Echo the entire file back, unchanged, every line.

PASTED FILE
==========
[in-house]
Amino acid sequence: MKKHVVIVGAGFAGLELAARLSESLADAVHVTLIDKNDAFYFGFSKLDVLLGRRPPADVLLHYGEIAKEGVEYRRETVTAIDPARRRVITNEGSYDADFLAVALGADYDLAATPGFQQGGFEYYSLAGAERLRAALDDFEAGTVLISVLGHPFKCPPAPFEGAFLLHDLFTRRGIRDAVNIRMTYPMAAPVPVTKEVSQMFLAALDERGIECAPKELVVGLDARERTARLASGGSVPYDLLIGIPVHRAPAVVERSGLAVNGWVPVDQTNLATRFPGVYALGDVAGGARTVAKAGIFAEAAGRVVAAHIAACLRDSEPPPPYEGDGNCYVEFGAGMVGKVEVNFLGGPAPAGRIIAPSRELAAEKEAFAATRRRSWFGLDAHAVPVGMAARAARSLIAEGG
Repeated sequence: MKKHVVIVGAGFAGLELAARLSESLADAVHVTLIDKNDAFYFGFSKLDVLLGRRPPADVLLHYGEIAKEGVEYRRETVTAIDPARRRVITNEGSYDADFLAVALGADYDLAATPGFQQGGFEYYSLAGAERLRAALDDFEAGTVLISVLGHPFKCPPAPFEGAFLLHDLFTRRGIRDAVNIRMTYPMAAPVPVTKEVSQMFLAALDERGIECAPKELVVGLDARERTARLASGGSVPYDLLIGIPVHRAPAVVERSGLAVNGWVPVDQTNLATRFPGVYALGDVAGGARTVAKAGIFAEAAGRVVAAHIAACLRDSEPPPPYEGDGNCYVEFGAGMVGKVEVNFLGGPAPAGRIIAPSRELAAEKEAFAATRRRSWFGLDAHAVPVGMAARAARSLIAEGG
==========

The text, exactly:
[in-house]
Amino acid sequence: MKKHVVIVGAGFAGLELAARLSESLADAVHVTLIDKNDAFYFGFSKLDVLLGRRPPADVLLHYGEIAKEGVEYRRETVTAIDPARRRVITNEGSYDADFLAVALGADYDLAATPGFQQGGFEYYSLAGAERLRAALDDFEAGTVLISVLGHPFKCPPAPFEGAFLLHDLFTRRGIRDAVNIRMTYPMAAPVPVTKEVSQMFLAALDERGIECAPKELVVGLDARERTARLASGGSVPYDLLIGIPVHRAPAVVERSGLAVNGWVPVDQTNLATRFPGVYALGDVAGGARTVAKAGIFAEAAGRVVAAHIAACLRDSEPPPPYEGDGNCYVEFGAGMVGKVEVNFLGGPAPAGRIIAPSRELAAEKEAFAATRRRSWFGLDAHAVPVGMAARAARSLIAEGG
Repeated sequence: MKKHVVIVGAGFAGLELAARLSESLADAVHVTLIDKNDAFYFGFSKLDVLLGRRPPADVLLHYGEIAKEGVEYRRETVTAIDPARRRVITNEGSYDADFLAVALGADYDLAATPGFQQGGFEYYSLAGAERLRAALDDFEAGTVLISVLGHPFKCPPAPFEGAFLLHDLFTRRGIRDAVNIRMTYPMAAPVPVTKEVSQMFLAALDERGIECAPKELVVGLDARERTARLASGGSVPYDLLIGIPVHRAPAVVERSGLAVNGWVPVDQTNLATRFPGVYALGDVAGGARTVAKAGIFAEAAGRVVAAHIAACLRDSEPPPPYEGDGNCYVEFGAGMVGKVEVNFLGGPAPAGRIIAPSRELAAEKEAFAATRRRSWFGLDAHAVPVGMAARAARSLIAEGG